This California fire season looks like one of the most catastrophic in recent years. The assessment comes from climate researchers who described the devastation as a "fiery wake-up call for climate science".
So far a staggering 1.7 million acres have been burned to a crisp. An area five times the size of the city of Los Angeles. Over 15,000 firefighters have been battling the blazes that sparked in a few locations. From the Santa Cruz Mountains to Riverside County, the slopes of Mount Hamilton to Napa Valley, and the northern Sierra. After a dry winter and no rain forecasted until November, fire crews are bracing for more fires.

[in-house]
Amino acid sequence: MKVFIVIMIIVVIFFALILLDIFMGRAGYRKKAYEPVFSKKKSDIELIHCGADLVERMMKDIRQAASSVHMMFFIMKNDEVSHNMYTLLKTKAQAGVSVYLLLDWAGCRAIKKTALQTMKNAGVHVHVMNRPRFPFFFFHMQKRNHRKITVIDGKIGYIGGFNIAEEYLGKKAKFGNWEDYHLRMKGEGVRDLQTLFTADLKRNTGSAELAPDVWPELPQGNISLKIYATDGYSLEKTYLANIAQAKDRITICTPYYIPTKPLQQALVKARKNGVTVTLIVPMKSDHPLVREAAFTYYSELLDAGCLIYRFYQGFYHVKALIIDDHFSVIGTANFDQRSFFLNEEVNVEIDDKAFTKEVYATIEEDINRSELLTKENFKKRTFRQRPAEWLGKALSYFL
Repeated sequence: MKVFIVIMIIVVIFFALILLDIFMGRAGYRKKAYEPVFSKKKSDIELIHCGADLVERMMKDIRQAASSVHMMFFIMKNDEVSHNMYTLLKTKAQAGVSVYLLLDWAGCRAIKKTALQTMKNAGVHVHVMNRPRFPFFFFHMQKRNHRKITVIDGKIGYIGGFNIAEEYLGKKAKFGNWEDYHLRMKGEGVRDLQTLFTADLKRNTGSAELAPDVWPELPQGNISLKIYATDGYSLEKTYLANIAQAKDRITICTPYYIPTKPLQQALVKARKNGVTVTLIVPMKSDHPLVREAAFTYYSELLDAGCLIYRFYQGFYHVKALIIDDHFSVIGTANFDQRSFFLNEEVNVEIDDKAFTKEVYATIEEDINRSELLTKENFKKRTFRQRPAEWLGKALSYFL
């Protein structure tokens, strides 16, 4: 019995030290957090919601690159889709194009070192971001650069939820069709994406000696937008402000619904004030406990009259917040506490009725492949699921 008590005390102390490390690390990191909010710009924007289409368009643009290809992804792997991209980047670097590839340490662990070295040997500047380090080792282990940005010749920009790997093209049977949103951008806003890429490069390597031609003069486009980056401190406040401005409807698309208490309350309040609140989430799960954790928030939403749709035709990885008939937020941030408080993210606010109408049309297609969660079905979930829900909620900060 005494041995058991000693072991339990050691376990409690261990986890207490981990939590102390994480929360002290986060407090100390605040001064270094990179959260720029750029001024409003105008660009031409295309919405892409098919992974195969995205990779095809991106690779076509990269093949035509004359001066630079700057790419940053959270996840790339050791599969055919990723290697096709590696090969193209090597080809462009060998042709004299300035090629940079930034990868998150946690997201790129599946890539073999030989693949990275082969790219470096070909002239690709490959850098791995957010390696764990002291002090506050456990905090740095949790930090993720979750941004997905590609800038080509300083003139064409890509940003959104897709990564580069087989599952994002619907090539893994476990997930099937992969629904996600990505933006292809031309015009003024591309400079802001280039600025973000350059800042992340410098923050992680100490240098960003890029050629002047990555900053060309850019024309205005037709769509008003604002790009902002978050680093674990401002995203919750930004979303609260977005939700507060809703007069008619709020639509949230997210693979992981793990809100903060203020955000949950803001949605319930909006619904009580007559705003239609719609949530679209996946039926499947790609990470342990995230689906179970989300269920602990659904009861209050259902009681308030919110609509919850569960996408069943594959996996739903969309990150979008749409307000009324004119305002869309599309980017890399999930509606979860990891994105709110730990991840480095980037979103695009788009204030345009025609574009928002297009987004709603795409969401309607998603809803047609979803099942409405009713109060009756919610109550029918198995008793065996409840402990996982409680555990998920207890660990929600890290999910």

After a drier than usual winter and almost no rainfall since April, California's forests, shrubs and wild grass are dry and burn quickly.
Experts are warning: This year is particularly dry, and the worst could still be to come.
In a recent press conference, Gov. Gavin Newsom remarked: "These fires are historic because they are on pace and setting the pace of a historic fire season". This month, the state has seen some of the biggest fires in over a century. While California's wildlife is generally adapted to deal with fires, the effects will be felt in the next months and even years as local communities both human and animal, struggle to rebuild.
California's wildlife will bounce back, but it's up to us to help it in its hour of need. With fires still raging, local organizations and communities will be hard at work restoring what was lost. We can all make a difference and contribute to the restoration efforts.